December 12, 2006

Global Warming Good for Mediterranean Tits?

Filed under: Adaptation, Animals

When some people think of a trip to the Mediterranean, they think there is a good chance to see a wide variety of tits, and for those of you interested in global warming, you might fairly wonder how climate change in the Mediterranean might change this situation. Well, you are in luck given an article in the most recent issue of Global Change Biology that specifically addresses potential climate impacts on Mediterranean tits. There are certainly many tits to study in that region, and there is no doubt that any change in climate could have an impact on their characteristics. To us at World Climate Report, this sounds like an important issue and we applaud any effort to explore climate change and tits throughout the planet.

An international team of tit experts from France, Belgium, and Canada note that “Climate change over the past century has had important ecological consequences, but predictions concerning the impact of future climate change on biodiversity remain subject to large uncertainties.” As tits are hardly confined to the Mediterranean, this work could provide insights into tit response in many other regions. World Climate Report has focused on tits in the past (see our story “Great tit watching in the British Isles” for more details), and we eagerly awaited the publication of this important manuscript.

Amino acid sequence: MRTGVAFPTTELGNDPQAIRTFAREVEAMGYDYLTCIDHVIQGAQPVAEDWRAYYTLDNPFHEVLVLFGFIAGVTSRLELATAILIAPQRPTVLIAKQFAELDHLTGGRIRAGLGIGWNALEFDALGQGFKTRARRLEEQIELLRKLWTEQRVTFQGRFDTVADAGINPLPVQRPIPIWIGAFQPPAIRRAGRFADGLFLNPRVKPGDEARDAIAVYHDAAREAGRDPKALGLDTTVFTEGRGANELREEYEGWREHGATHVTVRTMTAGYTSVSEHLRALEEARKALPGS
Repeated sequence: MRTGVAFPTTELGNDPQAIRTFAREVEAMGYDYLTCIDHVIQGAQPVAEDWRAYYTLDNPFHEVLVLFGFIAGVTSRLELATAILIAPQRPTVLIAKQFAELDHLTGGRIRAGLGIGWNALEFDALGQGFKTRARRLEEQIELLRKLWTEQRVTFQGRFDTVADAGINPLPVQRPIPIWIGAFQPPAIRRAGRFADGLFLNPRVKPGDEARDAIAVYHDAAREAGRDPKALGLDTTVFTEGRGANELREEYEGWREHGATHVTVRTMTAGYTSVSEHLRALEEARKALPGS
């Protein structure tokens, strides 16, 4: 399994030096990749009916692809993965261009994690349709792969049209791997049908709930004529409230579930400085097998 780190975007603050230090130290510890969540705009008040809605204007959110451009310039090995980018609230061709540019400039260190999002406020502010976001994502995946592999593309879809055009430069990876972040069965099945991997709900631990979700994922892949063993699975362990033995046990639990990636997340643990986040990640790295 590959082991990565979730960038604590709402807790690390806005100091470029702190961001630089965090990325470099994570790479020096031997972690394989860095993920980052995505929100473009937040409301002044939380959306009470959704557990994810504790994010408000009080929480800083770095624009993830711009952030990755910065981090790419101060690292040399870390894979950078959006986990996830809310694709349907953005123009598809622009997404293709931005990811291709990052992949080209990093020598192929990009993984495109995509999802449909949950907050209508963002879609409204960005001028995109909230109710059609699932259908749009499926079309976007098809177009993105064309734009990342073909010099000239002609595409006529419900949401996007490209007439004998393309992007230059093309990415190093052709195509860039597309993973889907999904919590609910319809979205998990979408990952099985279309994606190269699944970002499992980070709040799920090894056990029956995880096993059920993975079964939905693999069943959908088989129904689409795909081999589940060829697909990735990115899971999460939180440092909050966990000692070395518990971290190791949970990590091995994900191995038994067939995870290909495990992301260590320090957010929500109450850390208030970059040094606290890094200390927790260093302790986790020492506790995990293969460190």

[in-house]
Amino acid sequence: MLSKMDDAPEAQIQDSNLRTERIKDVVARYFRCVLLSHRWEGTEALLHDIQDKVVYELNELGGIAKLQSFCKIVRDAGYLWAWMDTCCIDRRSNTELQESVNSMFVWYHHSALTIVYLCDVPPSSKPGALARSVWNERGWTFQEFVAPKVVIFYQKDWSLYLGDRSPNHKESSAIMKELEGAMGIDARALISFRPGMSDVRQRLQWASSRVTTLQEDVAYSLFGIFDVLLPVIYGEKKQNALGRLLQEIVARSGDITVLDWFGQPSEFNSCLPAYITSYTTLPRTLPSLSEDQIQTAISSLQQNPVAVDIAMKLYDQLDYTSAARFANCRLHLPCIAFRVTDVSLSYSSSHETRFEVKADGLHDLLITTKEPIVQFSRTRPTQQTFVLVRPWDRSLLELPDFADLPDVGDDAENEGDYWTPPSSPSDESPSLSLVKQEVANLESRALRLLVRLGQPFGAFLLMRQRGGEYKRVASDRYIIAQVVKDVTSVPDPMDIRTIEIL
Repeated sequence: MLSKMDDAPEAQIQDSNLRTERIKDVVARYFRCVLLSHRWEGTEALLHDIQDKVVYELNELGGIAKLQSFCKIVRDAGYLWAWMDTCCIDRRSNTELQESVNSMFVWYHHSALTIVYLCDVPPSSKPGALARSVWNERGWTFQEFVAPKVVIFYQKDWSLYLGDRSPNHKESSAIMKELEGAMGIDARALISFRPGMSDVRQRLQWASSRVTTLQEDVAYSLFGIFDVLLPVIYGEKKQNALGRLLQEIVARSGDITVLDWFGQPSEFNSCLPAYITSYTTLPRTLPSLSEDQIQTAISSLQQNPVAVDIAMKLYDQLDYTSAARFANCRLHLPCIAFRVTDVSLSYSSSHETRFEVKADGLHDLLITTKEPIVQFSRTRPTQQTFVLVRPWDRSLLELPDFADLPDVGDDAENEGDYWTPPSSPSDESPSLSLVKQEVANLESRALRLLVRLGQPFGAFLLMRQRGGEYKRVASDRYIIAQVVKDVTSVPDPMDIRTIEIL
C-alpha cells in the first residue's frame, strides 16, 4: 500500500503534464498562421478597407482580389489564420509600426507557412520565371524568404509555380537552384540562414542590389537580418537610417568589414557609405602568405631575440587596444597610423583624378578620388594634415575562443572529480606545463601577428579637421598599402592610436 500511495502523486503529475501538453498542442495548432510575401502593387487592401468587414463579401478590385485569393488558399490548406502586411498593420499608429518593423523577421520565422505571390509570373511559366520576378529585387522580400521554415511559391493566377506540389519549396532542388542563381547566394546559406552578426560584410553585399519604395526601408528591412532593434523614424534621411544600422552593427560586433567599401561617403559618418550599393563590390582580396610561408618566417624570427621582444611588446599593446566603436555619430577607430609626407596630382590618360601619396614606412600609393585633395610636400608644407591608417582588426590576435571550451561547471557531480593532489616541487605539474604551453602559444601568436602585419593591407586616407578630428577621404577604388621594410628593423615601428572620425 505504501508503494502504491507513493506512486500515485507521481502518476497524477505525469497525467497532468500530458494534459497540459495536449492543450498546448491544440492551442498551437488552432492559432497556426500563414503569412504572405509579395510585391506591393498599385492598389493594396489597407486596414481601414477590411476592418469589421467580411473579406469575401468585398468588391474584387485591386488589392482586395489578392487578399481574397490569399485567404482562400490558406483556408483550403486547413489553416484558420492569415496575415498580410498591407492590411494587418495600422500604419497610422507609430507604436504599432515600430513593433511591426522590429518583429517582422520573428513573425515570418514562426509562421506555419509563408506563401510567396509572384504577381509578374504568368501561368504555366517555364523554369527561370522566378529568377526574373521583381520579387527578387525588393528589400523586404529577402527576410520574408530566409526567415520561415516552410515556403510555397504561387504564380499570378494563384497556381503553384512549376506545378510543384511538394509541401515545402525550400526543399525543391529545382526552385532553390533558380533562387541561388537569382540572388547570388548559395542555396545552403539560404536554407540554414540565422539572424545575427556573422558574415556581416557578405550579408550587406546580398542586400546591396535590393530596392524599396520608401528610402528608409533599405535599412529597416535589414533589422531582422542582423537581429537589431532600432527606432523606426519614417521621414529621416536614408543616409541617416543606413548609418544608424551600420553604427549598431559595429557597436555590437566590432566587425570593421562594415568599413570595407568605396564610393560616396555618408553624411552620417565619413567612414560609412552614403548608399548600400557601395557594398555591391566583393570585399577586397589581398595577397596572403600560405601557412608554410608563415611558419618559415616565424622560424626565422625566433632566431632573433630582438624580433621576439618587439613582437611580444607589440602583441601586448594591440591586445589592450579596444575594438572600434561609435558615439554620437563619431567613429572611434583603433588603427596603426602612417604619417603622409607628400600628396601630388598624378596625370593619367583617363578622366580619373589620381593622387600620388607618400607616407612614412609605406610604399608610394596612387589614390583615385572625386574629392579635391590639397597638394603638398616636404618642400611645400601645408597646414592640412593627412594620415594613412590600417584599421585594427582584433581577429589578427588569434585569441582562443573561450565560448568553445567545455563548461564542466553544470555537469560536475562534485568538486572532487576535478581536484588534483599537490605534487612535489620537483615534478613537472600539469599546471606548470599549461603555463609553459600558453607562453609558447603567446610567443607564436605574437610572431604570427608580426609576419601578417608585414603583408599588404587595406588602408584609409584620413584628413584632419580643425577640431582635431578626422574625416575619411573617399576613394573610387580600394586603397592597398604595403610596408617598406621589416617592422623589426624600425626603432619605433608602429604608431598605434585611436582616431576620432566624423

What on earth are you laughing about? These experts have vast knowledge of great tits (Parus major), blue tits (Parus caeruleus), willow tits (P. montanus), and many other hole-nesting passerine bird species found throughout the Mediterranean. While data are available on populations of marine birds that extend for centuries and more, Grosbois et al. state “To our knowledge, such lengthy indirect indices are not available for land birds.” However, “Several hole-nesting passerine birds such as tits and flycatchers have been subjected to long-term monitoring programmes in several populations scattered over their distribution ranges, providing the opportunity to investigate climate impacts at large geographic scales.”